Twitter is one of the most popular forms of online communication due to the 140 character limit which allows users to discuss topics in a very quick manner. Additionally, the retweet system means it’s easy to share stories, and other entertaining content. Twitter relies on a chronological order so the end-user can scroll through each tweet and catch up with anything they’ve missed. In direct contrast to Facebook, Twitter offers a more streamlined user-interface and it’s always been my preferred method of social media interaction. However, the company has been making some bizarre decisions of late including replacing the favourite button with a like/heart icon. I’m still baffled why they went to the trouble of implementing this, and it really hasn’t altered the overall experience.
Furthermore, Buzzfeed reports that Twitter is now going to list tweets in a non-chronological order and arrange them based on the reckons it predicts you want to read. As a result, popular accounts will have their tweets heavily promoted which is bound to make the UI extremely cluttered. This has caused widespread outrage from Twitter users who voiced their viewpoint via the hashtag #RIPTwitter. Many have compared the revised Twitter to Facebook and initial reports suggest the changes could be brought in as early as next week! Here we can see a brief snapshot of the reception so far:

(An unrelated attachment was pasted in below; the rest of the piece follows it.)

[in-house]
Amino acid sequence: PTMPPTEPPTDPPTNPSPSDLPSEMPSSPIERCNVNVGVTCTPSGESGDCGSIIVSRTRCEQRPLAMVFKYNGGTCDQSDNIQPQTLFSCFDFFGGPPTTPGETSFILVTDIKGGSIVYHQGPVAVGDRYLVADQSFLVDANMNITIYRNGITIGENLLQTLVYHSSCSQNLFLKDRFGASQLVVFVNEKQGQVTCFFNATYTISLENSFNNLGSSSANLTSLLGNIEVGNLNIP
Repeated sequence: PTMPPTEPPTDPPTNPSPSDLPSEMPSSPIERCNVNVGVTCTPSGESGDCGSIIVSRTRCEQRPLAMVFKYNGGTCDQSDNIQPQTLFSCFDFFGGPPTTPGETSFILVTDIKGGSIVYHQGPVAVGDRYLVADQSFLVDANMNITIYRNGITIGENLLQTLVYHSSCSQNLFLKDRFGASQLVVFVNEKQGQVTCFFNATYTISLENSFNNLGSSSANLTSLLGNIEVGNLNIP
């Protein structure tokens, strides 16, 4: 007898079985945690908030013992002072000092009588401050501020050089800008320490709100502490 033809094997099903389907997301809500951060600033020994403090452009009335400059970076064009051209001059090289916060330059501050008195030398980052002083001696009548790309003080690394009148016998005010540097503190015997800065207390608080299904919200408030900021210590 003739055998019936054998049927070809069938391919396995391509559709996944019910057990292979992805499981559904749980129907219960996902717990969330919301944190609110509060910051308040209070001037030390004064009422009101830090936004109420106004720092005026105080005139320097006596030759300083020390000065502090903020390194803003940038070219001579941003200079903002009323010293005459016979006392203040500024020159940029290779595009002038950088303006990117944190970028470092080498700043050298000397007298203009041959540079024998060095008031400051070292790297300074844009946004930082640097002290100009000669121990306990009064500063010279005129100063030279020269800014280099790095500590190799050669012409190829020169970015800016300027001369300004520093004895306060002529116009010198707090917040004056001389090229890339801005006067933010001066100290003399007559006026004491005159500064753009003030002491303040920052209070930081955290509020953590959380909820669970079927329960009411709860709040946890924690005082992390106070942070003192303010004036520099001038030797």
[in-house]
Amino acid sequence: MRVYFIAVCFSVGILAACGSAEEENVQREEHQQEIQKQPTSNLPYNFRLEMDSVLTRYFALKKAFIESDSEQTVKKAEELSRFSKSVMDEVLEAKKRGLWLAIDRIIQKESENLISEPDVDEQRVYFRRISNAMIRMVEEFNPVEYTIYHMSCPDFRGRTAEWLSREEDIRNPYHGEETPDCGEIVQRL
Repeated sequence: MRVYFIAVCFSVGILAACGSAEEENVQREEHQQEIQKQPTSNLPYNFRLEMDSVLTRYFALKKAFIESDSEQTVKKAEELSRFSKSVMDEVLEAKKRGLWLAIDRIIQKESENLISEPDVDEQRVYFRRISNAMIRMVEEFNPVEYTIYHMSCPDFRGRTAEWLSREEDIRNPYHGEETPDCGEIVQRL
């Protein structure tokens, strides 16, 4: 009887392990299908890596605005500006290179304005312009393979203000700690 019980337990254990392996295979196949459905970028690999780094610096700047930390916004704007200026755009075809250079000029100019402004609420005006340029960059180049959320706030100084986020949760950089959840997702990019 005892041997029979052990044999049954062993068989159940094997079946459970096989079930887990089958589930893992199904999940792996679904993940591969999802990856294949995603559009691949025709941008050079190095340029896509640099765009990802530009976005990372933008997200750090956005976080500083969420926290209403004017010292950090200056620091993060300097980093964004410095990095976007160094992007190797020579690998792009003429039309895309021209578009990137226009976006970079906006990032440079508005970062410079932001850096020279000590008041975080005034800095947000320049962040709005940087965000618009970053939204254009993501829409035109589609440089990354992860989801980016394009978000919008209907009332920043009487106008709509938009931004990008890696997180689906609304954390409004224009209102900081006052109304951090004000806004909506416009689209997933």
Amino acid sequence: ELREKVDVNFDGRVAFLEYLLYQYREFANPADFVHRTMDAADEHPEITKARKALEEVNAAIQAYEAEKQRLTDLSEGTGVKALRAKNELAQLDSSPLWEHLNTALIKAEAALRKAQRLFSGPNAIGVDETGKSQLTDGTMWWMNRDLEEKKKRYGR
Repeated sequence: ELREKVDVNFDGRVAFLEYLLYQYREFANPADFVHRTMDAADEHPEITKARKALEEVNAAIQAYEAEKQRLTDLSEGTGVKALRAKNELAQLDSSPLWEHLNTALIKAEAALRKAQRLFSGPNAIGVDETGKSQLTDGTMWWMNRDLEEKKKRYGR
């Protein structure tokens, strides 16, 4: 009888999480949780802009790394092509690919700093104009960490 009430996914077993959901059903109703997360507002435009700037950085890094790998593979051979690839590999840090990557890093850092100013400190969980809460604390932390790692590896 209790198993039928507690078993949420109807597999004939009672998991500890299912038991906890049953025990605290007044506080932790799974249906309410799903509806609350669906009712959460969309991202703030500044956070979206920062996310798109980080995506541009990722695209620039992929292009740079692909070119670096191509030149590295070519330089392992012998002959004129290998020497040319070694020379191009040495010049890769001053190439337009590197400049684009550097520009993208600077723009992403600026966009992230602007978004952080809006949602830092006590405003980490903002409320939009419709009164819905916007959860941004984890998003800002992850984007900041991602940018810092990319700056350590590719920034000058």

All the best.#RIPTwitter
We don't want Twitter to look like this.
— Nick Harvey (@mrnickharvey) February 6, 2016
In a short space of time, #RIPTwitter has already become the hottest trending topic in the US, and I’m guessing it won’t take long before it’s the number one throughout the world. Clearly, Twitter’s management is obsessed with promoting Tweets from celebrities and trying to move beyond the service’s basic premise. This really is a shame because Twitter has the potential to bring like-minded people together. Unless there’s some kind of change in management, I cannot see this ending well. Maybe, the widespread outrage will make them reconsider the situation, but I’m not hopeful.